Climate Change And Public Health Converge At Al Gore's Conference

Feb 16, 2017

Several hundred climate scientists and public health professionals descended on the Carter Center in Atlanta today. It was for a climate and health conference organized by former Vice President Al Gore. 

A similar conference at the CDC was postponed in late December. 

Throughout the day, several panelists and keynote speakers addressed some of the effects climate change can have on people's health.


This conference was originally meant to be a three-day affair put on by the CDC’s Climate and Health division.

Shortly before the end of 2016, speakers and attendees were quietly notified of the indefinite postponement of the conference.

The official word was that they were exploring other options or areas where the conference overlapped with other conferences.

Some of the original speakers and co-organizers say there was uncertainty around the Trump administration taking office.

Since the election, the campaign has said climate change is not high on its laundry list of important issues.

 Former President Jimmy Carter stopped by the conference in the afternoon to share his thoughts on the matter: 

“The CDC has to be politically cautious. The Carter Center does not. I have secret service protection for the rest of my life and I’m not running for any office, so I’m kind of immune to politics.”

Al Gore runs the Climate Reality Project, which is a group that aims to curb carbon emissions and other harmful pollutants to help the environment.

He was supposed to be a keynote speaker at the original conference, and when it was postponed, he called President Carter and Atlanta’s own Turner Foundation to organize their own conference.

Gore said that while his work is focused more on climate, the conference was firmly grounded in the study of public health.

“With all the work that’s been done on the climate crisis and the solutions to the climate crisis, many would argue too little attention has been paid to the health consequences of the climate crisis. And we hope to help remedy that today.”

Beyond the event taking place in Atlanta, the city had a prominent role in some of the conversations.

Stephanie Stuckey is the City of Atlanta’s Chief Resiliency Officer. It's a new role aimed at prepping the city for everything from tornadoes to logistics of recycling.

She spoke to the conference about Atlanta’s role in taking a public health approach to climate problems.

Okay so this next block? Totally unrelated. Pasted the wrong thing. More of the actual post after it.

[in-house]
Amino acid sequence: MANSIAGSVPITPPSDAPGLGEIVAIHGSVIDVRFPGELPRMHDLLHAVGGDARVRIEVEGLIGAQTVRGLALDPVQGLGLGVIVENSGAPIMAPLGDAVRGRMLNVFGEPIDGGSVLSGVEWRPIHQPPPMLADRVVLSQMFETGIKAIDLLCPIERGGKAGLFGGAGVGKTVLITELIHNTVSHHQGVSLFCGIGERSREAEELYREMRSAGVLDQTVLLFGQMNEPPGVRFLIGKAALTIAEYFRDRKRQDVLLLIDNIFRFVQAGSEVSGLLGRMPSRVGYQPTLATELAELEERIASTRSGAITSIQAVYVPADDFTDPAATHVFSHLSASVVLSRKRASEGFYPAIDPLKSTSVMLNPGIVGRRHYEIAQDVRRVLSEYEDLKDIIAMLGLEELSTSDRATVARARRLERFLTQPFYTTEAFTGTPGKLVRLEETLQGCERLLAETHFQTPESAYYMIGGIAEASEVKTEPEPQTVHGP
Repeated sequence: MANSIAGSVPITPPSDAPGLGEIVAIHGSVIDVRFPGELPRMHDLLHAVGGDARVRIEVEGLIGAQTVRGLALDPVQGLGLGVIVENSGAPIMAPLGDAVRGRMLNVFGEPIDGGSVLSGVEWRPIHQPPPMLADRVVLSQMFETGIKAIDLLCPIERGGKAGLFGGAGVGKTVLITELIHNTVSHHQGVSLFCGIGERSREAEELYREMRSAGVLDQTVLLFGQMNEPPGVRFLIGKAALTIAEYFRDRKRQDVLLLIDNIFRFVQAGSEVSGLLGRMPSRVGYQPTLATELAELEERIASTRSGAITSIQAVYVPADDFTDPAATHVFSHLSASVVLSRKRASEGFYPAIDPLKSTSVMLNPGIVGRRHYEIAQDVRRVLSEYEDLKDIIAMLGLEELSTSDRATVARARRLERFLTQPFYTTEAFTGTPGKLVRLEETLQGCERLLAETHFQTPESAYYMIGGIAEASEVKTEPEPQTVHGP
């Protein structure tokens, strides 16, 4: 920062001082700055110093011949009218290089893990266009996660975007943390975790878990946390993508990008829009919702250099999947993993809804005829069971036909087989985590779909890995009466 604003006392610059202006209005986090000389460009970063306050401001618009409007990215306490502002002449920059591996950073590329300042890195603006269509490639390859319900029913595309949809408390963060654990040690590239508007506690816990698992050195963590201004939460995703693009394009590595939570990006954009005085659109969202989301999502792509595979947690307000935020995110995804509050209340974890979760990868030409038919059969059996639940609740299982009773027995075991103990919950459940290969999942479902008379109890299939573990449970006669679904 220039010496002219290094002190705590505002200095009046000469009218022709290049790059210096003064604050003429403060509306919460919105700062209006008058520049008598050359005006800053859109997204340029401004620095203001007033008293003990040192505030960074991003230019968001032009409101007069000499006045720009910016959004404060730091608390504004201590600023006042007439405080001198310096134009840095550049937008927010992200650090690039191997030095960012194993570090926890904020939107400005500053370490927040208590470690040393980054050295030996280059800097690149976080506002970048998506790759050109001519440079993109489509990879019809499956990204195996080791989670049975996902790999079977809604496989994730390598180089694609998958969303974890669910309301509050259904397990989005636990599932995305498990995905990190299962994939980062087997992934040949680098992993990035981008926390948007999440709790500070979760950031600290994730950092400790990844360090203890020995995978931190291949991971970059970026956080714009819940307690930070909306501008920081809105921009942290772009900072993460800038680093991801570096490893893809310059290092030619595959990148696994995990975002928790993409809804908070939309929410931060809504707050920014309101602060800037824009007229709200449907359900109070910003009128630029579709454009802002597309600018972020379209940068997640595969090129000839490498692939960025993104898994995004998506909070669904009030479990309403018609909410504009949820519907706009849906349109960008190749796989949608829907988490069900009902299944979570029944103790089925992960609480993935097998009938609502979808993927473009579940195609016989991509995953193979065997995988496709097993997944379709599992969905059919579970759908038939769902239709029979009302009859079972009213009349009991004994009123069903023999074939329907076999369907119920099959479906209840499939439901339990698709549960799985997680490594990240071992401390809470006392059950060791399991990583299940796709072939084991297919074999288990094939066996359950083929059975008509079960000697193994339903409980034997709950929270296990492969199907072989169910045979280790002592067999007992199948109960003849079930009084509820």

One example of is an announcement that came just yesterday.

Stuckey says the city will be investing millions of dollars in the Proctor Creek Watershed that covers the west side of Atlanta, from Bankhead to Vine City and English Avenue.

“We’ll be partnering with the Corps of Engineers and other federal agencies to do an ecological habitat restoration study of the Proctor Creek Watershed.

We’re seeing with increased incidences of flooding and drought that the impact on our watersheds are acute.

Proctor Creek is the only watershed that’s located entirely within the city limits, so it’s uniquely Atlanta’s watershed.”

Atlanta’s also part of an initiative called 100 Resilient Cities, which is a Rockefeller Foundation initiative that helps cities around the world tackle issues beyond natural disasters.

Think things like urban sprawl, high unemployment numbers, or climate change.

Speakers throughout the day – and from around the world, kept hammering home the idea that solutions to issues surrounding climate and health are available.

A roadblock is the lack of resources available to study and implement these solutions.

Talk is cheap, but changing the nation’s action and mindset is not.

One of the organizers of the event is Ashish Jha with the Harvard Global Health Institute.

He says a lot of tangible effects can come from universities around the country.

“Universities have a special contract with the American people. And the contract goes something like this: We commit to working on the most pressing issues facing our citizens and facing the world, and the American people, through their government, commits to supporting that work.”

For now, President Carter and Vice President Gore say they both remain committed to continuing these conversations – with or without the federal government – until the cows come home.

The American Public Health Association has declared 2017 the year of Climate and Health and is having its own conference in the fall.